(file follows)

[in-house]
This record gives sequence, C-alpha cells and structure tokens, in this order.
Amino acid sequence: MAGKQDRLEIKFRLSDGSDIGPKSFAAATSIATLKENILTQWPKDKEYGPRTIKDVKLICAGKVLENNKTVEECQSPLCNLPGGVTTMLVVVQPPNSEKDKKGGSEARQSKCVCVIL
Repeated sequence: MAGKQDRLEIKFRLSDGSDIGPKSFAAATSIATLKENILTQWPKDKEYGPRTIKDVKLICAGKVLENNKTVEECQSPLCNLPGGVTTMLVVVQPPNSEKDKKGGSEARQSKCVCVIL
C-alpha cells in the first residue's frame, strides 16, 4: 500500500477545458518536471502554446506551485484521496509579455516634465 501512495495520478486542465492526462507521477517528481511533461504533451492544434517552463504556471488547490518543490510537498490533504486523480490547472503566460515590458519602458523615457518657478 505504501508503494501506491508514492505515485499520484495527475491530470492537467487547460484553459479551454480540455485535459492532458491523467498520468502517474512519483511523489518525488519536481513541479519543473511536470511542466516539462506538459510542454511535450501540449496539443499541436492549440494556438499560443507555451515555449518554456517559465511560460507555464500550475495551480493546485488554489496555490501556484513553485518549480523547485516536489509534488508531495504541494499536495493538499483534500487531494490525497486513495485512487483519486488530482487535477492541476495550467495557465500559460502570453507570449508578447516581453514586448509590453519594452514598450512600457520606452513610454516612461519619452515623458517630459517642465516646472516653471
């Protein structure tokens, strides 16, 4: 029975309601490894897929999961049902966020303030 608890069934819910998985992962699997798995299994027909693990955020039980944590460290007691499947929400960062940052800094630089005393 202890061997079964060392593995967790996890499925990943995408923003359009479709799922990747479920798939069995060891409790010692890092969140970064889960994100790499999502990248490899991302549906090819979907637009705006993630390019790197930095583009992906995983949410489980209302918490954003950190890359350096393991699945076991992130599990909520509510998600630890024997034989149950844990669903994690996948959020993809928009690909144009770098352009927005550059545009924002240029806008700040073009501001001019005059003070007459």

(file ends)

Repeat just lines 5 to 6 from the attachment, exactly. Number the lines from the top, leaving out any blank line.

C-alpha cells in the first residue's frame, strides 16, 4: 500500500477545458518536471502554446506551485484521496509579455516634465 501512495495520478486542465492526462507521477517528481511533461504533451492544434517552463504556471488547490518543490510537498490533504486523480490547472503566460515590458519602458523615457518657478 505504501508503494501506491508514492505515485499520484495527475491530470492537467487547460484553459479551454480540455485535459492532458491523467498520468502517474512519483511523489518525488519536481513541479519543473511536470511542466516539462506538459510542454511535450501540449496539443499541436492549440494556438499560443507555451515555449518554456517559465511560460507555464500550475495551480493546485488554489496555490501556484513553485518549480523547485516536489509534488508531495504541494499536495493538499483534500487531494490525497486513495485512487483519486488530482487535477492541476495550467495557465500559460502570453507570449508578447516581453514586448509590453519594452514598450512600457520606452513610454516612461519619452515623458517630459517642465516646472516653471
């Protein structure tokens, strides 16, 4: 029975309601490894897929999961049902966020303030 608890069934819910998985992962699997798995299994027909693990955020039980944590460290007691499947929400960062940052800094630089005393 202890061997079964060392593995967790996890499925990943995408923003359009479709799922990747479920798939069995060891409790010692890092969140970064889960994100790499999502990248490899991302549906090819979907637009705006993630390019790197930095583009992906995983949410489980209302918490954003950190890359350096393991699945076991992130599990909520509510998600630890024997034989149950844990669903994690996948959020993809928009690909144009770098352009927005550059545009924002240029806008700040073009501001001019005059003070007459």